Wednesday 22 January 2014

Bitcoins & VAT - mostly confusion

Bitcoins have been in the finance news again, this time with regard to VAT in the UK. Although HMRC have not (yet) produced a definite policy statement on Bitcoins and VAT, it seems that they have for some time regarded them as 'vouchers' – so, something like a book token, in that you buy them from one person and can use them to buy things from anyone else who will take Bitcoins.

With most vouchers, there's no VAT on issue (unless the voucher can only be used for something for which the VAT treatment is identifiable on issue of the voucher), so that VAT gets accounted for on the eventual purchase for which the vouchers is used.

The wrinkle is that, if you buy a voucher from someone other than the issuer (i.e.: an intermediary), that someone is making a VATable supply (if they make supplies over the VAT threshold, currently £79k in twelve month - again, simplified – or have registered voluntarily). The question, of course, is who's the issuer of a Bitcoin? Arguably, it's the software used to generate the things, and not a VATable person. So, anyone selling a Bitcoin is likely to be an intermediary for these purpose.

The intermediary is then required to account to HMRC for VAT on the sale of the voucher (there's no actual requirement to charge the VAT to the purchaser - HMRC mostly just cares that the vendor pays the right amount to HMRC). This seems to be what has bothered people selling Bitcoins, with cries of anticompetiveness etc (i.e.: they have to account to HMRC for 20% of the sale price of the Bitcoin, apparently biting into their profits). However, under usual rules, intermediaries can reclaim VAT on the sale of vouchers – even where the issuer (software or otherwise) didn't actually charge them any VAT – so there should be balancing input tax for the output tax. Not sure whether the Bitcoin sellers have worked that one out, or whether HMRC is being sticky about it, as there's nothing official from HMRC on the point and the virtual currency articles aren't wholly clear about it either.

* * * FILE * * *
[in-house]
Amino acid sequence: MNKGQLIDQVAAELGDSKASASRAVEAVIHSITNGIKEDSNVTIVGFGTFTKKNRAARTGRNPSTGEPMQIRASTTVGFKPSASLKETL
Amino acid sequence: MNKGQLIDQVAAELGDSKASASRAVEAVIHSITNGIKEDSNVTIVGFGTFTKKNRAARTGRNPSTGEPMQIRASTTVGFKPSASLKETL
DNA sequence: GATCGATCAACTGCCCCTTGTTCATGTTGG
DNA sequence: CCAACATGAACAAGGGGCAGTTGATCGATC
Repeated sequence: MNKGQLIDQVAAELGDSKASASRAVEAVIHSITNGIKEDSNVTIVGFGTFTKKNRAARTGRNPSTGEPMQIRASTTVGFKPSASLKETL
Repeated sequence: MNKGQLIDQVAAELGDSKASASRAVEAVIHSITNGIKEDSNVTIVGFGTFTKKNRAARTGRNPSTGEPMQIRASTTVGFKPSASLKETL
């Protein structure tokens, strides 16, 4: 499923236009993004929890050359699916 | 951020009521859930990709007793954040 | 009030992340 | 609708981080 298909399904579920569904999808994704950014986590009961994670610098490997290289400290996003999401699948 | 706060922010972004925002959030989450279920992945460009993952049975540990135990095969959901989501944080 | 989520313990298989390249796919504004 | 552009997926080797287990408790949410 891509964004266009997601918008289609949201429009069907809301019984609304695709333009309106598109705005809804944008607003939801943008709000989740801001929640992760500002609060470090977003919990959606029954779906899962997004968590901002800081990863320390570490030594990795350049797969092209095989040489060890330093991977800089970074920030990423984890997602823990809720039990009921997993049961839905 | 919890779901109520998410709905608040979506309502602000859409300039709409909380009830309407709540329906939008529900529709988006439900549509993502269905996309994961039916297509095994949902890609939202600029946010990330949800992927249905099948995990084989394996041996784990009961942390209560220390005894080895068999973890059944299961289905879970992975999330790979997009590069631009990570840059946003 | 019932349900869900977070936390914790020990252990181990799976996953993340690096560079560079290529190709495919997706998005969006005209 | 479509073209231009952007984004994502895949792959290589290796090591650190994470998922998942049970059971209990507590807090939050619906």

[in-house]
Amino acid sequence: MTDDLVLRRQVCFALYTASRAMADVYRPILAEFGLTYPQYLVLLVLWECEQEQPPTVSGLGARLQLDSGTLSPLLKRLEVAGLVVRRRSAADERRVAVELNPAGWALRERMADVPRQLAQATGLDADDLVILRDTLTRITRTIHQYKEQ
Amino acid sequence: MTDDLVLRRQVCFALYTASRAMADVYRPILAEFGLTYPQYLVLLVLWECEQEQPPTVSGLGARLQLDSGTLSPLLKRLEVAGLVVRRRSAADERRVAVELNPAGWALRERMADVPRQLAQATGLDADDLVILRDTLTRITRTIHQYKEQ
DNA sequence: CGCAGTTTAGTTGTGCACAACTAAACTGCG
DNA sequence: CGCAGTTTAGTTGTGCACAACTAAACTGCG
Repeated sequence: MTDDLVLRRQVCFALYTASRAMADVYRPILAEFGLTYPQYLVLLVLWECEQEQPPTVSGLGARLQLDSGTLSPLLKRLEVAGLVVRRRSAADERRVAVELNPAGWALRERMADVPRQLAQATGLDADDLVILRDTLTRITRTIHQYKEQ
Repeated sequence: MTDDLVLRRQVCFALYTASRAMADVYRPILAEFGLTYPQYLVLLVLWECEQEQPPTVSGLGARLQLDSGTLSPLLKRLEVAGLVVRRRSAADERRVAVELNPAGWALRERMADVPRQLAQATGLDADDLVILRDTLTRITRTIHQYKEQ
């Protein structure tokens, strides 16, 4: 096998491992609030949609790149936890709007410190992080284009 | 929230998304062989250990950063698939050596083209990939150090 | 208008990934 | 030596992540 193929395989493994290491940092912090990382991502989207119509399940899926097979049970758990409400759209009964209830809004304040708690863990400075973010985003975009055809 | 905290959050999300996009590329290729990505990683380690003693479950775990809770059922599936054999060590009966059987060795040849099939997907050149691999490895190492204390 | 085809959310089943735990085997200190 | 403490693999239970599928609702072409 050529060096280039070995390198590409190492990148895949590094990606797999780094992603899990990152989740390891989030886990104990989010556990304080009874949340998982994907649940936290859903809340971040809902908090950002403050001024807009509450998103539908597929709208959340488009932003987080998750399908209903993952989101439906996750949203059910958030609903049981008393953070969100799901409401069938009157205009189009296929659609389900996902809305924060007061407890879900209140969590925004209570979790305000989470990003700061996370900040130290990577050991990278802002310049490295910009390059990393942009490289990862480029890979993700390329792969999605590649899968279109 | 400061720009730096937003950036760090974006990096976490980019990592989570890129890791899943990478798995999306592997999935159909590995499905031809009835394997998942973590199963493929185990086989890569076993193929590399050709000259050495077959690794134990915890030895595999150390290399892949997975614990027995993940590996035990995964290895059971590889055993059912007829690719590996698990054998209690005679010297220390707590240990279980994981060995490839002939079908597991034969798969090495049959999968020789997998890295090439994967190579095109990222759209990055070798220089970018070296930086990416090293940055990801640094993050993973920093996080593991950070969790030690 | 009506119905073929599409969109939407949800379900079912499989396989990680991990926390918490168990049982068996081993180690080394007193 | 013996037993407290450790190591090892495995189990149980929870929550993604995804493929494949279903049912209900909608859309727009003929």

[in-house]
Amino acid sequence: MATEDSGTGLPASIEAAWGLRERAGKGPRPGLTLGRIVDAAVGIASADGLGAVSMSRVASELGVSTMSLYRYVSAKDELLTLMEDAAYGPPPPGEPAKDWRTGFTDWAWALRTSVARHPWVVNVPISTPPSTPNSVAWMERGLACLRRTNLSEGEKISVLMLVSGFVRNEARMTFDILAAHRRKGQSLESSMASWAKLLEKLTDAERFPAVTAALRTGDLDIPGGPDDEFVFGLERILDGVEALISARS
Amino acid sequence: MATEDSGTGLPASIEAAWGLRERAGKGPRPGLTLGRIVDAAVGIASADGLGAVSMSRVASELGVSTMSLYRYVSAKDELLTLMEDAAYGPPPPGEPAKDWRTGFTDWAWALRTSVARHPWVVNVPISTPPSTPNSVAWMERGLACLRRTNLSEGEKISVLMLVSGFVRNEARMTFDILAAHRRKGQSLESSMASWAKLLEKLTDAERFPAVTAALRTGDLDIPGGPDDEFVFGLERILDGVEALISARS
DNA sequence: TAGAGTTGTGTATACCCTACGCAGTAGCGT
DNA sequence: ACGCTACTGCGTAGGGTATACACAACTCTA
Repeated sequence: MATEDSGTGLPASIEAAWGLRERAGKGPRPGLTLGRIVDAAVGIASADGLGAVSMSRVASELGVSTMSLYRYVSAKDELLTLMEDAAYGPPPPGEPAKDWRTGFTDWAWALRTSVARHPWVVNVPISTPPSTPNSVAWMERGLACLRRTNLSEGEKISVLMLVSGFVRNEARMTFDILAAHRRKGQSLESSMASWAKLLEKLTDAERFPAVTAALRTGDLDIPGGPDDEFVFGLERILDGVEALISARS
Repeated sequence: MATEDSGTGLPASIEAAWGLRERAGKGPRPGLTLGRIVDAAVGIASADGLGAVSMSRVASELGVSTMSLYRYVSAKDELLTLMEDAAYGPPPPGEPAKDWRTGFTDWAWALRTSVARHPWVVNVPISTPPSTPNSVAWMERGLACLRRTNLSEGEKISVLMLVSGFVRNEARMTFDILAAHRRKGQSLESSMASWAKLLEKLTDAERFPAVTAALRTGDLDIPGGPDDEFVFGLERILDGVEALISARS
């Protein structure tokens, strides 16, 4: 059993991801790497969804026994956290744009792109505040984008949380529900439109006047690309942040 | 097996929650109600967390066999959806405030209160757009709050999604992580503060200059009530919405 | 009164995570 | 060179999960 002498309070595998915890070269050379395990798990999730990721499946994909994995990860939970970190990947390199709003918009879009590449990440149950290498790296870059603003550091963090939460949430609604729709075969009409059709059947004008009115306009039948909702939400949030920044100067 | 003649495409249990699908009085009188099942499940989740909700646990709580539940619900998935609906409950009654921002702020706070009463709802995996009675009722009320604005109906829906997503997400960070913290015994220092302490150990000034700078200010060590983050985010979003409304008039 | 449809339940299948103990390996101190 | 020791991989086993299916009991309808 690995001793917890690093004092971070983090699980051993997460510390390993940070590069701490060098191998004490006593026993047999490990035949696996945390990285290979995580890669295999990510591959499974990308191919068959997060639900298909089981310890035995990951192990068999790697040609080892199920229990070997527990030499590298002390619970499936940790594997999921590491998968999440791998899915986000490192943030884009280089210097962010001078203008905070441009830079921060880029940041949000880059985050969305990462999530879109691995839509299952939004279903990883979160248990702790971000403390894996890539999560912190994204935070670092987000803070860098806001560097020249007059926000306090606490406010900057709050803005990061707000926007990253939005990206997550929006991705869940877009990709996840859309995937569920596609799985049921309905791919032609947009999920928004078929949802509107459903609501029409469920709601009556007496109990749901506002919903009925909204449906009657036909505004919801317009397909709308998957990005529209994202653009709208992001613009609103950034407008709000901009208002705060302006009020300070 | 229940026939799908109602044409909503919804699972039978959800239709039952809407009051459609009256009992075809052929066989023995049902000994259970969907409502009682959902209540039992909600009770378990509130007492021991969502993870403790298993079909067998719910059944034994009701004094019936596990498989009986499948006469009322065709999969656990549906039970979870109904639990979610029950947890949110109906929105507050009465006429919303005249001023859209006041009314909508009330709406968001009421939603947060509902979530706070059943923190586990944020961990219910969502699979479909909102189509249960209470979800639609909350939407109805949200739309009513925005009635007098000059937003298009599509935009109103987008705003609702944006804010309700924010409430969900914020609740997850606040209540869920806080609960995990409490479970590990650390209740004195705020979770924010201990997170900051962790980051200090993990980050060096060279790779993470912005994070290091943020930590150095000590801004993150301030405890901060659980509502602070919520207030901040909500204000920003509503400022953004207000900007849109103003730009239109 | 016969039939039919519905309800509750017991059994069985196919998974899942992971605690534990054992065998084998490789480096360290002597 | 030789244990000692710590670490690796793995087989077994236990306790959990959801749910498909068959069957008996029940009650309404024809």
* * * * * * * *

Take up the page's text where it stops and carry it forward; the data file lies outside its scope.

Some of the press have also suggested that retailers accepting Bitcoins face a double tax on transactions -- probably because it may be regarded as barter, with VAT on both sides (but, see above for the reclaim available).

All of which confusion basically suggests it's about time HMRC actually had a published coherent policy on virtual currencies that can be used to acquire actual goods and services – I doubt they're worrying too much about in-game purchases using World of Warcraft gold …

HMRC considers changing Bitcoin taxes, here, in The Telegraph
UK Weighs How to Tax Dealings in Bitcoin, here, in the Wall Street Journal

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